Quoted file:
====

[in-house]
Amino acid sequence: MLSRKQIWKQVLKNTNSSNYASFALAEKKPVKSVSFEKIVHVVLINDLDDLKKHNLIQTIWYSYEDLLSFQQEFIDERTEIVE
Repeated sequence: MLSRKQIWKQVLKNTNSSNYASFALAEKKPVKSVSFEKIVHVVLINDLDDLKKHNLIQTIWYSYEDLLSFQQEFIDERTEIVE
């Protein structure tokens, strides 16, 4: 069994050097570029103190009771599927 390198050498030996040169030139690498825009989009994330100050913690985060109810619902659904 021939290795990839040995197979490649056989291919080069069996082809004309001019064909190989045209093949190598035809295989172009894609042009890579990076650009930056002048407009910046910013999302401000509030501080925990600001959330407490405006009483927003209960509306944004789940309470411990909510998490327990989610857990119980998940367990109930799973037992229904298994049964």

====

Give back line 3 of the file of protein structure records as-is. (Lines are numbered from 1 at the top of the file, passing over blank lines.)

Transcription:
Repeated sequence: MLSRKQIWKQVLKNTNSSNYASFALAEKKPVKSVSFEKIVHVVLINDLDDLKKHNLIQTIWYSYEDLLSFQQEFIDERTEIVE